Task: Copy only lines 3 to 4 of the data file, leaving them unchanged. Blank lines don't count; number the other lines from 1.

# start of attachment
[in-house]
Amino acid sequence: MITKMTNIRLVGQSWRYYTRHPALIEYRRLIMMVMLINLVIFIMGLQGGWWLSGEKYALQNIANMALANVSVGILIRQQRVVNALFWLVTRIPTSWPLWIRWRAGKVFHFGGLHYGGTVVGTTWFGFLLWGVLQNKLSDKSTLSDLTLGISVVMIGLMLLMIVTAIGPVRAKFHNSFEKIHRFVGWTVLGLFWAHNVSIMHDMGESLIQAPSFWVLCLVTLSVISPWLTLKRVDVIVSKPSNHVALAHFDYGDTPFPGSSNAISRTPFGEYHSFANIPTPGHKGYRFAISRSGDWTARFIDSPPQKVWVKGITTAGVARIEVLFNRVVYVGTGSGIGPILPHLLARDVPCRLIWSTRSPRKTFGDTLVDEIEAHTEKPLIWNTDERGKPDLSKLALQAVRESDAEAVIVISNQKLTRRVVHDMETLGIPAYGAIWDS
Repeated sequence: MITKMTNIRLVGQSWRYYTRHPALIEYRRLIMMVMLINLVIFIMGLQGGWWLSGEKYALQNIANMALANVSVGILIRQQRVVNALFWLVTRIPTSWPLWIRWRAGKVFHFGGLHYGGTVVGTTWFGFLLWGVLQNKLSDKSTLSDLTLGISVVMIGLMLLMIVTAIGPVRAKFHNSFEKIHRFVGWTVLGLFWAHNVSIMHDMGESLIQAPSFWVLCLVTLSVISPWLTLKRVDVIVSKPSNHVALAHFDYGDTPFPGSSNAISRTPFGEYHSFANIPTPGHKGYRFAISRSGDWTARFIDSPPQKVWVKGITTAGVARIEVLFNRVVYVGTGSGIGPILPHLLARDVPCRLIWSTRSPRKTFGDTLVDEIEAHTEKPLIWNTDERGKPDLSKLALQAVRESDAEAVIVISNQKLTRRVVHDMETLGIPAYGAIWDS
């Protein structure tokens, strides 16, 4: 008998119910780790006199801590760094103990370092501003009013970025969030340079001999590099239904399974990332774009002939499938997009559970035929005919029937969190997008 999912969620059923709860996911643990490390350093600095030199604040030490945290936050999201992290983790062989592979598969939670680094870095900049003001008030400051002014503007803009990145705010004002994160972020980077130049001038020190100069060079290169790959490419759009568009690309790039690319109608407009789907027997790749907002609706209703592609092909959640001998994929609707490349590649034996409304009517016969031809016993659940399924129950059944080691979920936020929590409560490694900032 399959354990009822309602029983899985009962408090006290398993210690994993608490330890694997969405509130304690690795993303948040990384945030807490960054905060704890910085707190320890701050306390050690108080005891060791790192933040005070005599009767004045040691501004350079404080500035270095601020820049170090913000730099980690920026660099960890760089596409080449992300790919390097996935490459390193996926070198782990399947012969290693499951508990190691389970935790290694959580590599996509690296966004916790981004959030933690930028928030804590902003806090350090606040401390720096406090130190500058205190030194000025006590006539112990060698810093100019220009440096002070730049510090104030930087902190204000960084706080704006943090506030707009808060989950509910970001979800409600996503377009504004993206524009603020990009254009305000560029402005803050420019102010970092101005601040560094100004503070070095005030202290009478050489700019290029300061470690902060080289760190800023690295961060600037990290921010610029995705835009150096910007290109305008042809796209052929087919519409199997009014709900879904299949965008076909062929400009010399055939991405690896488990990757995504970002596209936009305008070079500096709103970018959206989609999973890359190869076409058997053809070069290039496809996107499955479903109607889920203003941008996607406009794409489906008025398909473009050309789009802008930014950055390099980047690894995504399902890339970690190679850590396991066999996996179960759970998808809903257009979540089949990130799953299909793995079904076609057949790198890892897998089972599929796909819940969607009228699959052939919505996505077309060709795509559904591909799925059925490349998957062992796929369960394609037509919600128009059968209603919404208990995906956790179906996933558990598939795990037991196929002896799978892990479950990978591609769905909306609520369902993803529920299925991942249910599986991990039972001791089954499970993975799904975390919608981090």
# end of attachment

Repeated sequence: MITKMTNIRLVGQSWRYYTRHPALIEYRRLIMMVMLINLVIFIMGLQGGWWLSGEKYALQNIANMALANVSVGILIRQQRVVNALFWLVTRIPTSWPLWIRWRAGKVFHFGGLHYGGTVVGTTWFGFLLWGVLQNKLSDKSTLSDLTLGISVVMIGLMLLMIVTAIGPVRAKFHNSFEKIHRFVGWTVLGLFWAHNVSIMHDMGESLIQAPSFWVLCLVTLSVISPWLTLKRVDVIVSKPSNHVALAHFDYGDTPFPGSSNAISRTPFGEYHSFANIPTPGHKGYRFAISRSGDWTARFIDSPPQKVWVKGITTAGVARIEVLFNRVVYVGTGSGIGPILPHLLARDVPCRLIWSTRSPRKTFGDTLVDEIEAHTEKPLIWNTDERGKPDLSKLALQAVRESDAEAVIVISNQKLTRRVVHDMETLGIPAYGAIWDS
């Protein structure tokens, strides 16, 4: 008998119910780790006199801590760094103990370092501003009013970025969030340079001999590099239904399974990332774009002939499938997009559970035929005919029937969190997008 999912969620059923709860996911643990490390350093600095030199604040030490945290936050999201992290983790062989592979598969939670680094870095900049003001008030400051002014503007803009990145705010004002994160972020980077130049001038020190100069060079290169790959490419759009568009690309790039690319109608407009789907027997790749907002609706209703592609092909959640001998994929609707490349590649034996409304009517016969031809016993659940399924129950059944080691979920936020929590409560490694900032 399959354990009822309602029983899985009962408090006290398993210690994993608490330890694997969405509130304690690795993303948040990384945030807490960054905060704890910085707190320890701050306390050690108080005891060791790192933040005070005599009767004045040691501004350079404080500035270095601020820049170090913000730099980690920026660099960890760089596409080449992300790919390097996935490459390193996926070198782990399947012969290693499951508990190691389970935790290694959580590599996509690296966004916790981004959030933690930028928030804590902003806090350090606040401390720096406090130190500058205190030194000025006590006539112990060698810093100019220009440096002070730049510090104030930087902190204000960084706080704006943090506030707009808060989950509910970001979800409600996503377009504004993206524009603020990009254009305000560029402005803050420019102010970092101005601040560094100004503070070095005030202290009478050489700019290029300061470690902060080289760190800023690295961060600037990290921010610029995705835009150096910007290109305008042809796209052929087919519409199997009014709900879904299949965008076909062929400009010399055939991405690896488990990757995504970002596209936009305008070079500096709103970018959206989609999973890359190869076409058997053809070069290039496809996107499955479903109607889920203003941008996607406009794409489906008025398909473009050309789009802008930014950055390099980047690894995504399902890339970690190679850590396991066999996996179960759970998808809903257009979540089949990130799953299909793995079904076609057949790198890892897998089972599929796909819940969607009228699959052939919505996505077309060709795509559904591909799925059925490349998957062992796929369960394609037509919600128009059968209603919404208990995906956790179906996933558990598939795990037991196929002896799978892990479950990978591609769905909306609520369902993803529920299925991942249910599986991990039972001791089954499970993975799904975390919608981090």